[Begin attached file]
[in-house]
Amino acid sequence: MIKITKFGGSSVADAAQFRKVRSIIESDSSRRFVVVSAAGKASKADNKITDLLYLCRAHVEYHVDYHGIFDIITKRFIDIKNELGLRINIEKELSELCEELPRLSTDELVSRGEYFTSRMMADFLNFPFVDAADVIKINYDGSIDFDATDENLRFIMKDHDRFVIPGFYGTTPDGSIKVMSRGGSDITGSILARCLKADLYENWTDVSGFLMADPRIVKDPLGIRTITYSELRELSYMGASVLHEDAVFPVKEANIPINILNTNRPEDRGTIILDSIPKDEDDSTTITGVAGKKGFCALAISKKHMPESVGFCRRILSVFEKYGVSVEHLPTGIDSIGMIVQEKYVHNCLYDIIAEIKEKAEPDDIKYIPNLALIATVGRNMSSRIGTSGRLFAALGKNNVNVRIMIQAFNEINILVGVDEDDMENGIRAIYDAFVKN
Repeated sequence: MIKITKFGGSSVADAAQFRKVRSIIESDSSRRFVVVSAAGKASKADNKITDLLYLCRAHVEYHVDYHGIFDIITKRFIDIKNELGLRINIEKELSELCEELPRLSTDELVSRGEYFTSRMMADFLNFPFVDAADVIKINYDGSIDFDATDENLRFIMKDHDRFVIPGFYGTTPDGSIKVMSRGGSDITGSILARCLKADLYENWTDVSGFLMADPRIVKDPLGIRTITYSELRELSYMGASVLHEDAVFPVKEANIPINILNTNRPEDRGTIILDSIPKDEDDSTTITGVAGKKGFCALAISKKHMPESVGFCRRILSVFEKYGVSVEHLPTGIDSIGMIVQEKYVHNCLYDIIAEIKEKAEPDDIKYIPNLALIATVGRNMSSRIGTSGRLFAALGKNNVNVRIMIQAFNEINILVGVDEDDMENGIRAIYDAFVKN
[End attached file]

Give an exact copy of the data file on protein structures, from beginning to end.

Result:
[in-house]
Amino acid sequence: MIKITKFGGSSVADAAQFRKVRSIIESDSSRRFVVVSAAGKASKADNKITDLLYLCRAHVEYHVDYHGIFDIITKRFIDIKNELGLRINIEKELSELCEELPRLSTDELVSRGEYFTSRMMADFLNFPFVDAADVIKINYDGSIDFDATDENLRFIMKDHDRFVIPGFYGTTPDGSIKVMSRGGSDITGSILARCLKADLYENWTDVSGFLMADPRIVKDPLGIRTITYSELRELSYMGASVLHEDAVFPVKEANIPINILNTNRPEDRGTIILDSIPKDEDDSTTITGVAGKKGFCALAISKKHMPESVGFCRRILSVFEKYGVSVEHLPTGIDSIGMIVQEKYVHNCLYDIIAEIKEKAEPDDIKYIPNLALIATVGRNMSSRIGTSGRLFAALGKNNVNVRIMIQAFNEINILVGVDEDDMENGIRAIYDAFVKN
Repeated sequence: MIKITKFGGSSVADAAQFRKVRSIIESDSSRRFVVVSAAGKASKADNKITDLLYLCRAHVEYHVDYHGIFDIITKRFIDIKNELGLRINIEKELSELCEELPRLSTDELVSRGEYFTSRMMADFLNFPFVDAADVIKINYDGSIDFDATDENLRFIMKDHDRFVIPGFYGTTPDGSIKVMSRGGSDITGSILARCLKADLYENWTDVSGFLMADPRIVKDPLGIRTITYSELRELSYMGASVLHEDAVFPVKEANIPINILNTNRPEDRGTIILDSIPKDEDDSTTITGVAGKKGFCALAISKKHMPESVGFCRRILSVFEKYGVSVEHLPTGIDSIGMIVQEKYVHNCLYDIIAEIKEKAEPDDIKYIPNLALIATVGRNMSSRIGTSGRLFAALGKNNVNVRIMIQAFNEINILVGVDEDDMENGIRAIYDAFVKN